Battleland

Confidentiality Speaking

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ISAF Photo / SFC Matthew Chlosta

Troops like these members of the 82nd Airborne Division in Afghanistan are leery of sharing mental-health problems they may be having with their commanders.

I am continuing the discussion about ethical issues associated with the military’s treatment of post-traumatic stress disorder and traumatic brain injury, with a focus on a perennial hot topic: confidentiality.

Or what commander need to know about the medical status of one of their troops.

The suicide of Specialist Mikayla Bragg in Afghanistan 10 months ago highlighted the challenges of determining what information should be shared, and with whom.

Apparently, according to news reports, she had a history of prior suicidal ideation and attempt. She had a long inpatient stay in the hospital at Fort Knox, Ky. However, she wanted very much to deploy. The available portions of the investigations suggest that her prior psychiatric history was not shared with her unit, or mental-health providers, in Afghanistan.

This case illustrates the dilemmas on deciding what information should be shared with command. By commanders, I mean the commanding officer of a company (usually a captain in the Army), or others up the chain of command.

Protected health information is not supposed to be shared with commanders.

However they do need to know if a service member is not able to do the mission, not able to deploy, and whether they are fit for duty.

If a Soldier has a broken leg, he or she cannot go on the mission or the deployment. Command needs to know. That is obvious.

If she is pregnant, command needs to know. Pregnant women should not be exposed to petroleum or other potentially toxic fumes, have modified physical fitness training, and are not allowed to deploy.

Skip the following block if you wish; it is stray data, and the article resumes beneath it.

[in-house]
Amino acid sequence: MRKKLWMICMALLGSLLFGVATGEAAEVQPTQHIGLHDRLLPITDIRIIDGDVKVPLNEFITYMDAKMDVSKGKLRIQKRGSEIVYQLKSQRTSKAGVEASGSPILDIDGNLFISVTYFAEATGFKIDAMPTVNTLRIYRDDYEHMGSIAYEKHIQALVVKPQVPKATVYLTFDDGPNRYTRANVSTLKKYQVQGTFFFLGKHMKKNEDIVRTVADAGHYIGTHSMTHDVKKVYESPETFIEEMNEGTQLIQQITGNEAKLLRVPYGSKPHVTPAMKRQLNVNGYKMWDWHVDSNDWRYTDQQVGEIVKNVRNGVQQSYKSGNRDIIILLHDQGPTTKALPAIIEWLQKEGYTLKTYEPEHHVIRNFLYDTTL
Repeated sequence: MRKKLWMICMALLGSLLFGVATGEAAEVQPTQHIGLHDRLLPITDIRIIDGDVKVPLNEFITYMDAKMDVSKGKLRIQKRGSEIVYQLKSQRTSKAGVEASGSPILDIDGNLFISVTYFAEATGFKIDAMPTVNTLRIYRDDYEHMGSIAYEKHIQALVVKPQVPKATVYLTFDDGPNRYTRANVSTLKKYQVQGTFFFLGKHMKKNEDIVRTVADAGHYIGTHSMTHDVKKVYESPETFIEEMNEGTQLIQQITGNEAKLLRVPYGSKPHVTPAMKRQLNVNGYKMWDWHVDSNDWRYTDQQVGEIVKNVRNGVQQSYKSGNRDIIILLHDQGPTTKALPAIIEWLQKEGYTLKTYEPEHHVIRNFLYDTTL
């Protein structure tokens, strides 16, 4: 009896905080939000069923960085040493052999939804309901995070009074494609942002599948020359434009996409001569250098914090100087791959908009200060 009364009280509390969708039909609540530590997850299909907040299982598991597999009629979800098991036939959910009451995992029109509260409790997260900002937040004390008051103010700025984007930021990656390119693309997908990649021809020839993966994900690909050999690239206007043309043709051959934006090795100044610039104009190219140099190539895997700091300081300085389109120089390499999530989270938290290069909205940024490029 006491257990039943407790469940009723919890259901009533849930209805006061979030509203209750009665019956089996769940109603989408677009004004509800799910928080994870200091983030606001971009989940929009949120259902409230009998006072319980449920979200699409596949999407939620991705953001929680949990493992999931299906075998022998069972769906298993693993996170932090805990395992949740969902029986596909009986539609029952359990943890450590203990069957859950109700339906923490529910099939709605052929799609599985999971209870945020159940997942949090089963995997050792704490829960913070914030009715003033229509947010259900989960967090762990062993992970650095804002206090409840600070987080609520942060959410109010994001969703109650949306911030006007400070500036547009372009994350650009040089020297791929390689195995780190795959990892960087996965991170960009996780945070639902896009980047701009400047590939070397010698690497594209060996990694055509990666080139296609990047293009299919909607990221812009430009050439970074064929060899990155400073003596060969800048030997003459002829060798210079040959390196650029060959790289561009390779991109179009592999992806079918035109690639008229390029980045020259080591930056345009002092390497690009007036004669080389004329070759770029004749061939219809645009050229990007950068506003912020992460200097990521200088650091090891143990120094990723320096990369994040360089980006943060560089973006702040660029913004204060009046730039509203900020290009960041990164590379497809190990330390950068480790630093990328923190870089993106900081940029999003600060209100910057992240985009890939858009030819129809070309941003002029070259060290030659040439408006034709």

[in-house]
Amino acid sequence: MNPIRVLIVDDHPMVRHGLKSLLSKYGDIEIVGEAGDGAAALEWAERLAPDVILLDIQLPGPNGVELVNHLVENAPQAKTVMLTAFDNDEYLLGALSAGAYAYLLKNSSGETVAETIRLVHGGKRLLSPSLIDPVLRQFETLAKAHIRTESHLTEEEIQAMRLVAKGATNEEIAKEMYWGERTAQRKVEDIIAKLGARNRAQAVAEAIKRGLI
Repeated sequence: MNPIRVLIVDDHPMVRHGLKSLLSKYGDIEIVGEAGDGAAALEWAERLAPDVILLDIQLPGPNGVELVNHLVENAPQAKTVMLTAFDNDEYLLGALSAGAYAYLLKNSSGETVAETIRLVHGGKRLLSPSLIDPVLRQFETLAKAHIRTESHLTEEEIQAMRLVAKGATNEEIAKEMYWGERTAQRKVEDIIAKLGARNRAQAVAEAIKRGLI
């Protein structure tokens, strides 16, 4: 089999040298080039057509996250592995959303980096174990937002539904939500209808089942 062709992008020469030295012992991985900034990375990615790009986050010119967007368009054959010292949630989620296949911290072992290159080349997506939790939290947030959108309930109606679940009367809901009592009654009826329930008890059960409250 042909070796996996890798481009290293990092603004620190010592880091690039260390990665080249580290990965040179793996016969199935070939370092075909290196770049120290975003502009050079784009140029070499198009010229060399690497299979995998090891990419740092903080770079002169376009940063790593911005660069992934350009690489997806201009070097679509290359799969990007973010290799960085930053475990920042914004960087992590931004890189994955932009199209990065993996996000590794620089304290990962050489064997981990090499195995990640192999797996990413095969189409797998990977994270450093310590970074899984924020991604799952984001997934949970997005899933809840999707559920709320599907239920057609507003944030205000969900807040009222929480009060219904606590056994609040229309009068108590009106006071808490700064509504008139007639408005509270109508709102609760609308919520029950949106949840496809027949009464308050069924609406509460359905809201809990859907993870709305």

But here comes the grey area. If a Soldier has a history of PTSD or of suicidal ideation, does command need to know?

The command always says yes: “I want to care for my Soldier, and I need to know about their issues, so that I can look out for them,” the commander will insist.

The Soldier always (almost) says no: “I want to stay on active duty and get promoted.” The last thing they want is to have their command informed about their vulnerabilities, including PTSD, depression and substance abuse.

The current reality is that that if they display those weaknesses, they are not likely to stay in the military. This is a down-sizing Army, and those who go to the doctors frequently, and/or cannot deploy because of emotional problems, are not likely to be allowed to remain in uniform, at least on active duty.

I know that the Defense Department is saying that seeking help is a sign of strength. But that does not resonate with the young enlisted Soldier who wants to get promoted. He or she has heard enough tales about those who have been sent to mental health.

The military has been grappling with this issue for many years. There have been several policies and Department of Defense instructions to try to sharpen the lines about what command need to know. But, as illustrated by this sad case, it remains murky.

As usual, with ethical dilemmas, there are few bright lines—or else it would not be an ethical dilemma! But surfacing, and talking about, such sticky issues always helps.

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